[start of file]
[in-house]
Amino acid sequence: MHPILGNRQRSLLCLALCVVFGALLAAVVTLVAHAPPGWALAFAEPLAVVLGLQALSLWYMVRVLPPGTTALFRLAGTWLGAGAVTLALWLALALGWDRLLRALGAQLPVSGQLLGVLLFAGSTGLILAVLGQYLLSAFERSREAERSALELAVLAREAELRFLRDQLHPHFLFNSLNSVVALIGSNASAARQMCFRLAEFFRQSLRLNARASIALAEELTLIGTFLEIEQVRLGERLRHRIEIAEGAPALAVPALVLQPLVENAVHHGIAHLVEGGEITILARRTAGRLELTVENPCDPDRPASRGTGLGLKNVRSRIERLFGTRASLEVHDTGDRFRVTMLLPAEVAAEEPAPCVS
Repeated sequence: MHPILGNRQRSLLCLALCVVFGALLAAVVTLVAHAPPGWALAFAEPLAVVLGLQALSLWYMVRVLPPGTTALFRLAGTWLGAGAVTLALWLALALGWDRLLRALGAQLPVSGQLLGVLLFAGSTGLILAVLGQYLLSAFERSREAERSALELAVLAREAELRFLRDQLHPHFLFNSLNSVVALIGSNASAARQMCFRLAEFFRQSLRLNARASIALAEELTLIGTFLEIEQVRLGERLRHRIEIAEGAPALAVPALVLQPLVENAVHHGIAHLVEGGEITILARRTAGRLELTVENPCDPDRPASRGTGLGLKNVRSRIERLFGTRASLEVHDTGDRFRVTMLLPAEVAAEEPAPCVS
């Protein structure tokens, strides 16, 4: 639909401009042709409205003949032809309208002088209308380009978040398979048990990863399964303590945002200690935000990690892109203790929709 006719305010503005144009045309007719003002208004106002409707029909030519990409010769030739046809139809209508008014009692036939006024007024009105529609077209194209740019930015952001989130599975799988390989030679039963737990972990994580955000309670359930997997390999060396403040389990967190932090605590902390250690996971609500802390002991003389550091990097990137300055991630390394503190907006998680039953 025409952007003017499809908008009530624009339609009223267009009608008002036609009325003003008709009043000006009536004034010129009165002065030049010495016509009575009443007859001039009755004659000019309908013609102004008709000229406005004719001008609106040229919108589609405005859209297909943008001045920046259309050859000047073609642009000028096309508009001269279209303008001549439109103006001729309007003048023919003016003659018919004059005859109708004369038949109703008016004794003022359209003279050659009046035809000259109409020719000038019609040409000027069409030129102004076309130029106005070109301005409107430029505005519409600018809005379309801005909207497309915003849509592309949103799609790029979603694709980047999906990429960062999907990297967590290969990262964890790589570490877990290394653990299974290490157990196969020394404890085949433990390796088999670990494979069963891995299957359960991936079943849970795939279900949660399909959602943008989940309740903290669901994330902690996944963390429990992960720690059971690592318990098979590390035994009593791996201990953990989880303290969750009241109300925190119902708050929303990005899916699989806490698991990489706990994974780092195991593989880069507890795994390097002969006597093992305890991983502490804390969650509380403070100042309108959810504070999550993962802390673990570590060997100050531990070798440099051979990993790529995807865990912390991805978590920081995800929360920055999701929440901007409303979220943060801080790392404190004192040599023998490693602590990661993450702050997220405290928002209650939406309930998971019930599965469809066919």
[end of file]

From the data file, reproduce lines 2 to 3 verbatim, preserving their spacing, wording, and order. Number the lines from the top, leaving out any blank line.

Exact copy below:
Amino acid sequence: MHPILGNRQRSLLCLALCVVFGALLAAVVTLVAHAPPGWALAFAEPLAVVLGLQALSLWYMVRVLPPGTTALFRLAGTWLGAGAVTLALWLALALGWDRLLRALGAQLPVSGQLLGVLLFAGSTGLILAVLGQYLLSAFERSREAERSALELAVLAREAELRFLRDQLHPHFLFNSLNSVVALIGSNASAARQMCFRLAEFFRQSLRLNARASIALAEELTLIGTFLEIEQVRLGERLRHRIEIAEGAPALAVPALVLQPLVENAVHHGIAHLVEGGEITILARRTAGRLELTVENPCDPDRPASRGTGLGLKNVRSRIERLFGTRASLEVHDTGDRFRVTMLLPAEVAAEEPAPCVS
Repeated sequence: MHPILGNRQRSLLCLALCVVFGALLAAVVTLVAHAPPGWALAFAEPLAVVLGLQALSLWYMVRVLPPGTTALFRLAGTWLGAGAVTLALWLALALGWDRLLRALGAQLPVSGQLLGVLLFAGSTGLILAVLGQYLLSAFERSREAERSALELAVLAREAELRFLRDQLHPHFLFNSLNSVVALIGSNASAARQMCFRLAEFFRQSLRLNARASIALAEELTLIGTFLEIEQVRLGERLRHRIEIAEGAPALAVPALVLQPLVENAVHHGIAHLVEGGEITILARRTAGRLELTVENPCDPDRPASRGTGLGLKNVRSRIERLFGTRASLEVHDTGDRFRVTMLLPAEVAAEEPAPCVS